Saturday, September 25, 2010

Making Pineapples into Pineapple-ade

As you have read, since coming to the baby home, I have become involved in the ongoing issue that is hydrocephalus in Mwanza. It is something that has touched my heart and left me asking, “Why?” on so many occasions. Again, such a simple procedure that can save a baby’s life is being held off because of money.

This is something that I feel I need to clarify based on some responses I have received regarding my previous blog entry about hydrocephalus. As you may recall, I wrote that the women in the hydrocephalus ward are “literally just waiting for us to help.” Some might interpret this as meaning that these mothers are “lazy,” unwilling to work for themselves, their children, or their future, and would instead rather wait for mzungus to come and “save” them and their children. This is neither the case nor what I was trying to convey.

In America, when one discovers she is pregnant, there are a series of tests and scans to determine anything and everything about the unborn child. Our technology is so advanced that we can even tell if the child has his father’s nose (3-D ultrasound) or his mother’s lips. In Tanzania however, a woman finds out she is pregnant and then hopes she and the child survive. My point is, parents would be completely unaware, before the birth of the child, if the baby has hydrocephalus or not.

Now, imagine you are this pregnant woman. You start to feel contractions so you gather about a week’s worth of food for your two young children whom you are leaving at home alone while you have the baby. You now make the five hour journey by foot on uneven, dirt roads to the nearest hospital (keep in mind this walk is being done while you are having unbearable contractions). You reach the hospital and have the baby without any labor-related complications besides the beatings you received by the doctors and nurses for making noise while pushing (true story- women must be silent during child birth or they are beaten).

A few days after giving birth, you begin to notice the size of your child’s head growing rather large and altogether too quickly. Your baby is diagnosed with hydrocephalus. You and your baby are now moved upstairs to the hydrocephalus ward where you discover you will be spending the next undetermined amount of time in a small room with thirty other women and thirty other babies.

The reality of the situation is that your child has been born with hydrocephalus and is slowly going to die because you cannot pay the $250 for the surgery. You also realize that your two small children at home are also probably going to die because you are not allowed to leave the hospital or this new baby.

I stand corrected: The women in the hydrocephalus ward are NOT “waiting for mzungus” to come and help them. They do NOT expect that anyone is going to come and help them pay for their baby’s surgery. They have simply been given a sentence to carry out the next six months or so in the hospital because they have a baby with hydrocephalus. They have no way of knowing their baby was going to have hydrocephalus and even if they did, it would be impossible for them to save up enough money in even three years time to pay for their surgery. They simply do not make that much money here. It would be like a mother in America having a baby that needed a million dollars worth of medical treatment. If this mother could not afford the million dollars (and insurance didn’t exist of course), she had to wait in the hospital until the child died.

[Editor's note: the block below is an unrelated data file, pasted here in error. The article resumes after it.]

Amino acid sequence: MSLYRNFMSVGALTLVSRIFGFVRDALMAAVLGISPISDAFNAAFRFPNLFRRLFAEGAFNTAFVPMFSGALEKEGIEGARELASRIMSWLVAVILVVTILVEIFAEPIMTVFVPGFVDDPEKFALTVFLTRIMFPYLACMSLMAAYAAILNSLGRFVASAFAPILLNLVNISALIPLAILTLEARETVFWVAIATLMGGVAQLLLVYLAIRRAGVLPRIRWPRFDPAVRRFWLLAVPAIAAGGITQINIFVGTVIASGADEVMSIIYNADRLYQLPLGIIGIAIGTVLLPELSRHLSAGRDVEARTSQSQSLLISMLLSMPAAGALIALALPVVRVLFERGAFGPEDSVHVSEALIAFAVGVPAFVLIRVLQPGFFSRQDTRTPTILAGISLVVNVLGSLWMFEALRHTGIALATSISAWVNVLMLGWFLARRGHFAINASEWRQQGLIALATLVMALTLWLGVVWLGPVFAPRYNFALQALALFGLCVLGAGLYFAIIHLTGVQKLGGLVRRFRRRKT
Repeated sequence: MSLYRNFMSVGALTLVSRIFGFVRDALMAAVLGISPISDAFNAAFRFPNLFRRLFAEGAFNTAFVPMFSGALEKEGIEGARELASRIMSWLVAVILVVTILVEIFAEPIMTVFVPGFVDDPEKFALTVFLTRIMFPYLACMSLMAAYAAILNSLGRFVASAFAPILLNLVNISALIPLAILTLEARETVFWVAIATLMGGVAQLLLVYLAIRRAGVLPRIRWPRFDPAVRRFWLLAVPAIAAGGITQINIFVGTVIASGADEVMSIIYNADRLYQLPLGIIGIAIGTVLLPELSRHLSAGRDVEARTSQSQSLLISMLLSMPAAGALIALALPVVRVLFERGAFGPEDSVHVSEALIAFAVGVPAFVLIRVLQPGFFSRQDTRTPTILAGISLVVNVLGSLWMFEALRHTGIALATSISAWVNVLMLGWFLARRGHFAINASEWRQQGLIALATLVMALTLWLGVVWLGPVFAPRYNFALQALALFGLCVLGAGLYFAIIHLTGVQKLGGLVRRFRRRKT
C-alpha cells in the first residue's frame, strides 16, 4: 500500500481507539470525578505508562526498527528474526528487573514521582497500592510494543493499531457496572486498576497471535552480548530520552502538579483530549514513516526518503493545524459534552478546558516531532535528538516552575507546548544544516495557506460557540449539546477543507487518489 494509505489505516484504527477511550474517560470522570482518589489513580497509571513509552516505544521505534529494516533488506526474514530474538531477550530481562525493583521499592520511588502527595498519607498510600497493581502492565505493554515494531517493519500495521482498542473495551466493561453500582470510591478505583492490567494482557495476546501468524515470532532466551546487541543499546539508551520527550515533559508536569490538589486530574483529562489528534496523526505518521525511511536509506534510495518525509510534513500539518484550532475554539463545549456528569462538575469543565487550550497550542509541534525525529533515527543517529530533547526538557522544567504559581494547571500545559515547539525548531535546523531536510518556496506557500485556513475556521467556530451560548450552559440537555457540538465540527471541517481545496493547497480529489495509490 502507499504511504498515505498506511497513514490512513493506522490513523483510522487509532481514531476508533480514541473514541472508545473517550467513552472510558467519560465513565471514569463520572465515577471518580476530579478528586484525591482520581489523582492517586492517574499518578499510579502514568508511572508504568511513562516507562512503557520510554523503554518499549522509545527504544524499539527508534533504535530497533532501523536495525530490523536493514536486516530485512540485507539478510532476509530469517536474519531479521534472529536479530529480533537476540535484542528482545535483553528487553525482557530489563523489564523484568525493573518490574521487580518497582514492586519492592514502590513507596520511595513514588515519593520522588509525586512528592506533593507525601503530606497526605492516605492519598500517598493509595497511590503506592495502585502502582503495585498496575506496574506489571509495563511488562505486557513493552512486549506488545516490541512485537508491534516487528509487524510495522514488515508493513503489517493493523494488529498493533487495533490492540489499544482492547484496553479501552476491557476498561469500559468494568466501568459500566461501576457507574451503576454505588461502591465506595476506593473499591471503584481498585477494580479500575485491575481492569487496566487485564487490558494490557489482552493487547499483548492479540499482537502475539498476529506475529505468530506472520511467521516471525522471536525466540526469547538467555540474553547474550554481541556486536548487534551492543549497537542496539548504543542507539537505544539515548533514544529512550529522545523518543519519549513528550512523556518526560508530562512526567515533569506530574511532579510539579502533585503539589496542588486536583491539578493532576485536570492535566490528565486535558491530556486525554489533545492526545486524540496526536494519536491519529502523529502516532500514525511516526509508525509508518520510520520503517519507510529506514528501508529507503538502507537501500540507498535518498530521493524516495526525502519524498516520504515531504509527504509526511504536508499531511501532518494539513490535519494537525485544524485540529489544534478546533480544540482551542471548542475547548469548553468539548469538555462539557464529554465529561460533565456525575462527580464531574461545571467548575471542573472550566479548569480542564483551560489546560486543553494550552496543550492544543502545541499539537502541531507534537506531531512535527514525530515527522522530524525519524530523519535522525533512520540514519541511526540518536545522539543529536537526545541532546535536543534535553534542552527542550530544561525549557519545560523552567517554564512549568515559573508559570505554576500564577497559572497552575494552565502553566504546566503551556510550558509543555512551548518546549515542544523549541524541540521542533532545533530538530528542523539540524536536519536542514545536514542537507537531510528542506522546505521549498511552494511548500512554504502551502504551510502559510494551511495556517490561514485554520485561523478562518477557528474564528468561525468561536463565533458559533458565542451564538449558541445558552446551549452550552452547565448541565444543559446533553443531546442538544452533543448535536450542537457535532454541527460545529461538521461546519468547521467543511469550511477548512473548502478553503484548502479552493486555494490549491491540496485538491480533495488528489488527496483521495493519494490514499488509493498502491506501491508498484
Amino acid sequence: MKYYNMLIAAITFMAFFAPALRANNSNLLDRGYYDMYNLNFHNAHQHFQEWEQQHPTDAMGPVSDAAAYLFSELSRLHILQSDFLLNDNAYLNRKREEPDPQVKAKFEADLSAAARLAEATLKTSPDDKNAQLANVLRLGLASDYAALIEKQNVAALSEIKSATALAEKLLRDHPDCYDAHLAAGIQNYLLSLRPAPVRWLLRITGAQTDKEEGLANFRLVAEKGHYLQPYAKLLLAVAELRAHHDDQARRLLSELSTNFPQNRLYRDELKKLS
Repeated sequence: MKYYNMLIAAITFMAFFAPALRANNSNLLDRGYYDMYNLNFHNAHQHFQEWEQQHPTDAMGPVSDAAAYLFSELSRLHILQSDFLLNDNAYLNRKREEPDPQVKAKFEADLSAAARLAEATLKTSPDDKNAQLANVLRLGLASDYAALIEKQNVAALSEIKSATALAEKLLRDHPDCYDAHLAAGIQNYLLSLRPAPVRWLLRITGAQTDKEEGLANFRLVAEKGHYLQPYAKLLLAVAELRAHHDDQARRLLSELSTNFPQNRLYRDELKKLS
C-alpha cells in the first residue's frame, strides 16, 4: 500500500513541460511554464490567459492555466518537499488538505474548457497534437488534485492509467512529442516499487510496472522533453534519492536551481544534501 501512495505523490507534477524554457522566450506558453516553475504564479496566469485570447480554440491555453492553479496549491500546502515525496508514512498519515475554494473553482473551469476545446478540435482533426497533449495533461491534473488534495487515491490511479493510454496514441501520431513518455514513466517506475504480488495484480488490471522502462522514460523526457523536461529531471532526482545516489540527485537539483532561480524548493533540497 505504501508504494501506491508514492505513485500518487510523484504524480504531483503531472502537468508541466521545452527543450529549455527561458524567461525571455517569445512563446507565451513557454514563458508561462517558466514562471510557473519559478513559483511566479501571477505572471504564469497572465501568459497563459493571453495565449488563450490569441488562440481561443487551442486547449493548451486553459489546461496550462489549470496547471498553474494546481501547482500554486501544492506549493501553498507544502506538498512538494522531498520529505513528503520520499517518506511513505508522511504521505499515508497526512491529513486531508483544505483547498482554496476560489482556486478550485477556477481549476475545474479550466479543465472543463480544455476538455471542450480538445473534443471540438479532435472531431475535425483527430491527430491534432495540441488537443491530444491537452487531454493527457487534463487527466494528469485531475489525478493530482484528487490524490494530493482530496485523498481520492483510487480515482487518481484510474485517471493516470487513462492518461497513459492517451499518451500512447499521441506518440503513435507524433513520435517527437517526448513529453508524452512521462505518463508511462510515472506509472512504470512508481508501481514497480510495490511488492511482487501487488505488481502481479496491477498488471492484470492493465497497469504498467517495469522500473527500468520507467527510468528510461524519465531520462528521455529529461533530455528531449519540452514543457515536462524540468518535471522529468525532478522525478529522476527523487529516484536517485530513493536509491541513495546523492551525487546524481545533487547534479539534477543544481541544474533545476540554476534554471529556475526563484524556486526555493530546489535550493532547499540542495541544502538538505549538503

Again, these women did not expect Amy to come and help them, but it just so happened that Amy found out about this situation and wanted to help.
Now that that’s settled...
Cacey, Emma, and I went back to the hospital to take more pictures for the women and children there. Guess what? Because Amy put the photos on the baby home website and asked for donations for the surgeries, we got all 27 babies their surgeries!!!! There were only a few babies that we recognized from the last time. They had all gone home. To us, it was $250. To them, it was a miracle.

Unfortunately, there are now 38 babies and their mothers in the hydrocephalus room. This is less than a month later. Like I said before, hydrocephalus is an ongoing issue in Mwanza. There are always going to be more and more babies with the disease until someone comes and does research and then educates the people on prevention (if possible).

Knowing that this problem is bigger than we are, Emma, Cacey, and I decided to make it our mission to bring just a tiny bit of joy into these women’s lives by taking and bringing them pictures of themselves and their babies. We also brought them each two cloth diapers and two towels. The excitement we caused in the hospital that day is hard to explain in words. The women were elated. It was a child-like, Christmas morning type of excitement. They were proudly showing their gifts and sharing their pictures with one another, giggling as they bounced about the room. Although we were doing something so small, it was nice to be able to do something to break up their solitude and sorrow that will last for weeks to come.

Just putting it out there one more time: If you or anyone you know (organization or personal contact) would like to sponsor one, a few, or ongoing hydrocephalus surgeries, please, please, please let me know.


  1. Ciara, You should email Pat McD and the Rotary,
    they are still waiting for your presentation and willing to donate.

  2. Thta's so cool that you wonderful ladies were able to bring them so much joy